Infrastructure, Financing Hurdles Could Prevent Immediate Economic Returns
Rapid urbanization has also led to the need for infrastructure upgrades across much of the emerging world. We estimate that emerging-market nations will collectively spend $1 trillion-$2 trillion annually over the next 20 years on infrastructure projects, with water, environmental safety, energy, and power generation investments consuming the bulk of these funds. For consumer-facing companies, there are also additional infrastructure needs such as underdeveloped commercial real estate alternatives, a lack of existing warehouse and distribution facilities, and inadequate transportation.
For much of the past decade, emerging-market governments have shouldered much of the responsibility for infrastructure development and repair projects. An accumulation of foreign exchange reserves will help to fund infrastructure investments over the near future, but ultimately, governments may be unable (or unwilling) to cover the cost of infrastructure projects over the next several decades because of the sheer amount of capital that will be required, resulting in a vast funding gap. To fill this hole, we believe governments will look to the private sector to play a more important role. We estimate that 10%-15% of total infrastructure spending in emerging markets presently comes from private investors, and we believe this percentage should climb much higher in the years to come.
It's clear that the shift from government-funded infrastructure projects to the private sector will present compelling investment opportunities, especially for companies that provide construction, engineering, raw materials, and financing. The opportunity is not as straightforward for consumer companies, as positive economic returns may take a longer time to realize. There is little doubt that a consumer product company or retailer could generate immediate top-line growth by establishing a presence in emerging markets and capitalizing on favorable demand trends, but without the existing infrastructure in place, doing business in these regions could prove to be extremely costly and possibly destroy shareholder value.
Additionally, the need for emerging-market infrastructure upgrades leaves many local consumer companies at a disadvantage. To stay competitive with large, multinational consumer companies, emerging-market-domiciled companies will probably shoulder much of the infrastructure investment burdens themselves, implying that positive economic returns may take several years (if not decades) to realize. While it's true that the larger consumer companies face many of the same infrastructure hurdles in establishing a presence in emerging markets, access to inexpensive capital gives them the upper hand over their local rivals, which often face higher interest rates because of the inflation-prevention policies of their respective central banks.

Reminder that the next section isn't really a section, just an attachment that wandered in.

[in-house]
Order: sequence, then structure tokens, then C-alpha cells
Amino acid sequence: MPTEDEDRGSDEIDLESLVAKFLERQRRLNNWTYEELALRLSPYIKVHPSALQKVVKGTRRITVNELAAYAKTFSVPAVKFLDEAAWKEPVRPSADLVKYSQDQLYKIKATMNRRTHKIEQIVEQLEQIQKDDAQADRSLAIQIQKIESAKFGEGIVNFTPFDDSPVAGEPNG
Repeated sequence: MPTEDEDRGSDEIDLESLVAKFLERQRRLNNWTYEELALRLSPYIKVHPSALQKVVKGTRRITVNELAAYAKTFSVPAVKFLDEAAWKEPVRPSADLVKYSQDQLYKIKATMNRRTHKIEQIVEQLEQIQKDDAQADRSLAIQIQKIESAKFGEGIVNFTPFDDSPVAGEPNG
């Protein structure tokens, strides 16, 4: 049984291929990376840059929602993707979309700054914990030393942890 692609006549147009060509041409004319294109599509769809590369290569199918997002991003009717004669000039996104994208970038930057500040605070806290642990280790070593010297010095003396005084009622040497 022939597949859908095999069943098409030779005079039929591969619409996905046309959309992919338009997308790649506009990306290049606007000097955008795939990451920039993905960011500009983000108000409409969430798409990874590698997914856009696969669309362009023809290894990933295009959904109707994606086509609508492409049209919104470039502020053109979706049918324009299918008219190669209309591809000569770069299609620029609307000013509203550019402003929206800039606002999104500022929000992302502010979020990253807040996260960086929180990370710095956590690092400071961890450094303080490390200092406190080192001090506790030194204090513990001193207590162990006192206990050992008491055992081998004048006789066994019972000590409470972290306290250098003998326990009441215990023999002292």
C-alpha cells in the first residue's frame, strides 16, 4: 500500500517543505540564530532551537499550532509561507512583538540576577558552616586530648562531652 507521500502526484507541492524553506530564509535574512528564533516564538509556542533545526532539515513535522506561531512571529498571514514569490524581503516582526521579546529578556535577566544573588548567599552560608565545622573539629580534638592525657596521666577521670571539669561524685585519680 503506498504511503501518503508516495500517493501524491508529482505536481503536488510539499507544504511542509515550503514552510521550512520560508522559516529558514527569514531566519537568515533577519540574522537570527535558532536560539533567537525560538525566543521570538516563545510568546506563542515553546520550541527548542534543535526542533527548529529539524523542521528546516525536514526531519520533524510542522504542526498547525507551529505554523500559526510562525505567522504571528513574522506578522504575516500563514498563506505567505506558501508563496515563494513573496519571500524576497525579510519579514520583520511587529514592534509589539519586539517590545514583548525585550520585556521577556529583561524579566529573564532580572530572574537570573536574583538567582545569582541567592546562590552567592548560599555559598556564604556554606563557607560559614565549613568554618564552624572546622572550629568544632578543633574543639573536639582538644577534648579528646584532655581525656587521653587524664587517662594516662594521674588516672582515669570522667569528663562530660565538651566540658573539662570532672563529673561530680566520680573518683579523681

Companies With Established Economic Moats Are Better Positioned to Capitalize
What advice do we give to investors looking for exposure to emerging-market consumers? Invest in companies with durable competitive advantages. Generally speaking, we look for five sources of an economic moat when screening for companies that are best positioned to capitalize on the growth potential of emerging-market consumers: (1) structural supply chain and distribution advantages; (2) economies of scale; (3) sufficient resources to extend brand reach; (4) pricing power to withstand softness in volume growth; and (5) an understanding of emerging-market economies. Companies meeting these criteria are usually well positioned to compete with local industry players for market share while extracting excess economic returns because they can leverage their existing supply chain and distribution assets (to an extent), have easier access to cheaper capital, and can foster brand awareness and loyalty through expansive advertising budgets.
Additionally, multinational consumer companies are less reliant on a single economy, meaning they can withstand an economic shock from any particular market. Some of the companies meeting these qualities are obvious, such as Yum Brands (YUM), McDonald's (MCD), Coca-Cola (KO), Diageo (DEO), and SABMiller (OTC:SBMRY), though there are also less familiar names like VF Corporation (VFC) (the parent company of brands like Nautica, The North Face, Vans, and 7 For All Mankind) that fit the bill. Occasionally, we also find local players in emerging markets that have these characteristics--Hindustan Unilever in India or FEMSA (KOF) in Mexico, for instance--but are often highly dependent on another major consumer company domiciled in a developed market.
Despite some of our hesitations regarding investing directly in emerging-market companies, we acknowledge that acquisitions and other partnerships are likely to play a larger role as multinational companies look to establish an immediate presence in these regions. For example, we believe a number of India's major retailers, including Reliance Industries (which operates 1,200 units spanning several retail categories through its Reliance Retail subsidiary), Pantaloon Retail (1,000 units representing approximately $1.2 billion), and Trent (the retail segment of the Tata Group with 60 units) could also become partners for developed-market retailers as foreign direct investment regulations gradually ease, given their experience with chain retailing in the region and relatively healthy balance sheets.
Under these types of partnerships, local market participants would probably have greater access to capital, which in turn could be used for infrastructure investments or other growth initiatives. For this reason, we believe modest exposure to locally domiciled consumer companies has a place alongside multinational consumer companies in a well-balanced portfolio.
A version of this article appeared Aug. 10, 2012.